Madenjian, Charles P.; DeSorcie, Timothy J.; Stedman, Ralph M.; Brown, Edward H., Jr.; Eck, Gary W.; Schmidt, Larry J.; Hesselberg, Robert J.; Chernyak, Sergei M.; Passino-Reader, Dora R.

1999-01-01

263

Lake Trout Rehabilitation in Lake Erie: A Case History  

Microsoft Academic Search

Native lake trout (Salvelinus namaycush) once thrived in the deep waters of eastern Lake Erie. The impact of nearly 70 years of unregulated exploitation and over 100 years of progressively severe cultural eutrophication resulted in the elimination of lake trout stocks by 1950. Early attempts to restore lake trout by stocking were unsuccessful in establishing a self-sustaining population. In the

Floyd C. Cornelius; Kenneth M. Muth; Roger Kenyon

1995-01-01

264

Lava Lake Filling, Draining, and Density-Driven Crustal Foundering: Kilauea Iki 1959  

NASA Astrophysics Data System (ADS)

The 1959 eruption of Kilauea formed an approximately 46x106 m3 lava lake during 17 episodes of Hawaiian fountaining. The vent location, on the steep walls of the Kilauea Iki pit crater, resulted in interplay between fountaining, pit filling and drain back from the lake into the vent. Previous studies of the Kilauea Iki lava lake have highlighted the post-eruption cooling and crystallization history, but little has been published regarding the processes of lake growth. The lava lake margins preserve features associated with filling, drainage and density-driven crustal foundering during the final eruptive episodes. Features associated with lake filling include relics of numerous vertically accreted layers preserved at the lake margins. The thickness of these onion-skin-like layers relates to variations in lake depth, the length of time a certain level was maintained, and cooling of the lake lava against the crater wall. Horizontal lava shelves are the relics of crusts formed as a result of surficial cooling during periods when the lake remained stable at a particular height for a period of time. Morphology, thickness, spacing and vertical placement of these shelves relate to the length of time a particular level was maintained, lava accretion style, as well as drainage velocity and cooling rates. Shelves were formed in both static environments (where crust standing in a fixed location thickened with time) and dynamic environments (where crust rolling along the lake edge accreted to the wall in a snow-ball-like fashion). Complete crustal overturn was observed repeatedly during the eruption and is a common process in all lava lakes, yet the initiating occurrence of crustal foundering is rarely preserved in situ. The northern margin of the 1959 lake reveals plates of lava plunging into the lake core and permits a detailed interpretation of the mechanics involved in crustal foundering during lake drainback. Density differences between (1) a lava lake crustal plate and (2) overriding and underlying material are several hundred kg/m3. These differences are substantial and lead to inevitable foundering of lake crust and eventually to complete crustal overturn.

Stovall, W. K.; Houghton, B. F.; Harris, A.; Swanson, D. A.

2007-12-01

265

Evidence of offshore lake trout reproduction in Lake Huron  

USGS Publications Warehouse

Six Fathom Bank-Yankee Reef, an offshore reef complex, was an historically important spawning area believed to represent some of the best habitat for the rehabilitation of lake trout Salvelinus namaycush in Lake Huron. Since 1986, lake trout have been stocked on these offshore reefs to reestablish self-sustaining populations. We sampled with beam trawls to determine the abundance of naturally reproduced age-0 lake trout on these offshore reefs during May-July in 1994-1998 and 2000-2002. In total, 123 naturally reproduced lake trout fry were caught at Six Fathom Bank, and 2 naturally reproduced lake trout fry were caught at nearby Yankee Reef. Our findings suggest that this region of Lake Huron contains suitable habitat for lake trout spawning and offers hope that lake trout rehabilitation can be achieved in the main basin of Lake Huron.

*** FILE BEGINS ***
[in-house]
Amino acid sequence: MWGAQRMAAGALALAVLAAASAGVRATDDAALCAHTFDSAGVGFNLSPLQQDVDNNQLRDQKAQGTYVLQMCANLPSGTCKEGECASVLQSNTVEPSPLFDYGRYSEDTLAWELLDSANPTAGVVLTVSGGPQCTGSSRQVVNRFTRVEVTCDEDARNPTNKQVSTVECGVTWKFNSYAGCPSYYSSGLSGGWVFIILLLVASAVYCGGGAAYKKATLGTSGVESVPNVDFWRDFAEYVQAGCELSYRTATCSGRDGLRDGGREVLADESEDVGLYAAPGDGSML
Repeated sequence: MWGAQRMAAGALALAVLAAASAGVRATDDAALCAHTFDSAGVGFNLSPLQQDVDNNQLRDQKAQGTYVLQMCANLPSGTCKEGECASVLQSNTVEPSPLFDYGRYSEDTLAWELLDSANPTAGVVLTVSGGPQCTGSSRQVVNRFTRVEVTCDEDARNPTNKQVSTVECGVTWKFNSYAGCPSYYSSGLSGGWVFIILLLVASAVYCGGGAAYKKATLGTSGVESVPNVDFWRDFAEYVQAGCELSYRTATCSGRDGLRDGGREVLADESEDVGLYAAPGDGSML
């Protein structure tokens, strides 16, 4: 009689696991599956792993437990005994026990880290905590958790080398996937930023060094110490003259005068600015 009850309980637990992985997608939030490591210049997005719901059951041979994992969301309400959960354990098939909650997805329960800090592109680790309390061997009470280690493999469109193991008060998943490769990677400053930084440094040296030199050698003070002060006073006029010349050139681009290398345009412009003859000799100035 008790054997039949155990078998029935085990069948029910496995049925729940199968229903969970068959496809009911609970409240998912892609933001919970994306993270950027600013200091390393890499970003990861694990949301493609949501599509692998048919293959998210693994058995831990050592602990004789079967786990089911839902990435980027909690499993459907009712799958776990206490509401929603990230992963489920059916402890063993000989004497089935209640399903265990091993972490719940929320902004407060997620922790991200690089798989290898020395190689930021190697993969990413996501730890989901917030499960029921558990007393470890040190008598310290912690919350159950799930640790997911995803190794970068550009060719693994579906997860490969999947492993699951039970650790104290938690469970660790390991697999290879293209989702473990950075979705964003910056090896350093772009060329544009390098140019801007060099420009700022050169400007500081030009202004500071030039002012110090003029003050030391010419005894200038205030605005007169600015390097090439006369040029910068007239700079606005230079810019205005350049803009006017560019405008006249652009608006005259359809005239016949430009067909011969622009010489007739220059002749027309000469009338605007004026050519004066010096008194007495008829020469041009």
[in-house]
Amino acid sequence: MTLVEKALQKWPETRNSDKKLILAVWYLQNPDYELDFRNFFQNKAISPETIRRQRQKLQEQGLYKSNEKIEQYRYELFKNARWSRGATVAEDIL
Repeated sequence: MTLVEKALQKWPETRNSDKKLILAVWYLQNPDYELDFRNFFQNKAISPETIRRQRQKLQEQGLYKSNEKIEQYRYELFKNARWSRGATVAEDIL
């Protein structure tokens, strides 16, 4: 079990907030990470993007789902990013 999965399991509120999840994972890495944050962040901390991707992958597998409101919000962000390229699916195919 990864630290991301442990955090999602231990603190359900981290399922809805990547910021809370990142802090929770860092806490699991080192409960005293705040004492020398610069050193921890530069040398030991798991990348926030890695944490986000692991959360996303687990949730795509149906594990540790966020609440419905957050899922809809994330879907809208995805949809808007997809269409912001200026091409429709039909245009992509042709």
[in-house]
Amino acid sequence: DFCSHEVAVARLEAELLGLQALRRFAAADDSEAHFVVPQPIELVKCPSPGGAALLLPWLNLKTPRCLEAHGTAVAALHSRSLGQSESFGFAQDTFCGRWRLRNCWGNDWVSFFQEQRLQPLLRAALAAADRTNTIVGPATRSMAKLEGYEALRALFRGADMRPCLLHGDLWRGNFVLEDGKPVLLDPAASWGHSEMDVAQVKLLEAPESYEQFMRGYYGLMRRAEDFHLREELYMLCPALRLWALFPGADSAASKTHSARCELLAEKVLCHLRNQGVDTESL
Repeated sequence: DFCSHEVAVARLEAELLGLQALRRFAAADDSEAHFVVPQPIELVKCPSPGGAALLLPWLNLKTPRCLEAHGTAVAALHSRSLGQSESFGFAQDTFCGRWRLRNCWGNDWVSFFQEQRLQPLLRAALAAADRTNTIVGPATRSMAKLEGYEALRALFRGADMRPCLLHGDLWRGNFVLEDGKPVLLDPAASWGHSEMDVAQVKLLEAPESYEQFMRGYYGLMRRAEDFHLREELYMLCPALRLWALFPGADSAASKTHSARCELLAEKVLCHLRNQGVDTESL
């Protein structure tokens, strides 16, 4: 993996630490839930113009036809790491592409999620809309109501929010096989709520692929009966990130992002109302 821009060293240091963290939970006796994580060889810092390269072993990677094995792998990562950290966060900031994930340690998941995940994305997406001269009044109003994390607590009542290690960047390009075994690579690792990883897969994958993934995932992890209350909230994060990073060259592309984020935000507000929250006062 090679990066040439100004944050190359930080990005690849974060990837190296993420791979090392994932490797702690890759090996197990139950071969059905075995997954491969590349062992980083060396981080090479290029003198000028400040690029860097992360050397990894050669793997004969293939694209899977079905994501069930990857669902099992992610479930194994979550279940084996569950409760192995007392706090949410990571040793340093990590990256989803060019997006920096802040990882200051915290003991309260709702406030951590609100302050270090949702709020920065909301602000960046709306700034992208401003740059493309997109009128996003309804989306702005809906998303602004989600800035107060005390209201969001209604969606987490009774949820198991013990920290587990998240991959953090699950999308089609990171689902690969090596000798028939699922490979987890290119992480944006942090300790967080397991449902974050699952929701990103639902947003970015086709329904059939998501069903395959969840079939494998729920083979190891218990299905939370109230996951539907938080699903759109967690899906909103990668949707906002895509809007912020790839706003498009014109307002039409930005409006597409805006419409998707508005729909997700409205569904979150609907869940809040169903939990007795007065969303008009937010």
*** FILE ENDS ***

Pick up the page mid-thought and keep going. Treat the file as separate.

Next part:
DeSorcie, Timothy J.; Bowen, Charles A., II

2003-01-01

266

Eutrophication factors in north central Florida lakes  

Microsoft Academic Search

Nutrient loading rates were estimated for Anderson-Cue Lake in Florida. The lake was artificially spiked with phosphorus. Nutrient budgets for the lake and other lakes were compared. Nutrient sources and sinks for lakes were identified. A partial nutrient budget for Anderson-Cue lake was prepared, and the chemical composition of the lake's water was compared to rainwater. 5 tables.

P. L. Brezonik; W. H. Morgan; E. E. Shannon; H. D. Putnam

1969-01-01

267

Modulation of the Earthquake Cycle at the Southern San Andreas Fault by Lake Loading  

NASA Astrophysics Data System (ADS)

Changes in the presence of Ancient Lake Cahuilla over the last 1500 years in the Salton Trough alter the state of stress by varying the pore pressure magnitude within the crust and by bending the lithosphere in response to the applied lake load. The recurrence interval of the lake is similar to the recurrence interval of rupture on the southern San Andreas and San Jacinto faults, both of which are partially covered by the lake at its highstand. Furthermore, four of the last five ruptures on the southern San Andreas fault have occurred near a time of substantial lake level change. We investigate the effect of Coulomb stress perturbations on local faults due to the changing level of Lake Cahuilla to determine a possible role in the timing of fault rupture. Vertical lake loading response and Coulomb stress is calculated with a 3-D semi-analytic model of an elastic plate overlying a viscoelastic half-space. Plate thickness and half-space relaxation time are adjusted to match observed vertical deformation since the last lake highstand. We find that the lake cycle induces Coulomb stress perturbations of 0.2 - 0.6 MPa on the southern San Andreas within the lake boundary, and 0.1 - 0.2 MPa on the southern San Andreas outside the lake boundary. These Coulomb stress perturbations are comparable to stress magnitudes known to have triggered events on other faults along the North American- Pacific plate boundary and represent 2 30 years of advance or delay of a southern San Andreas event.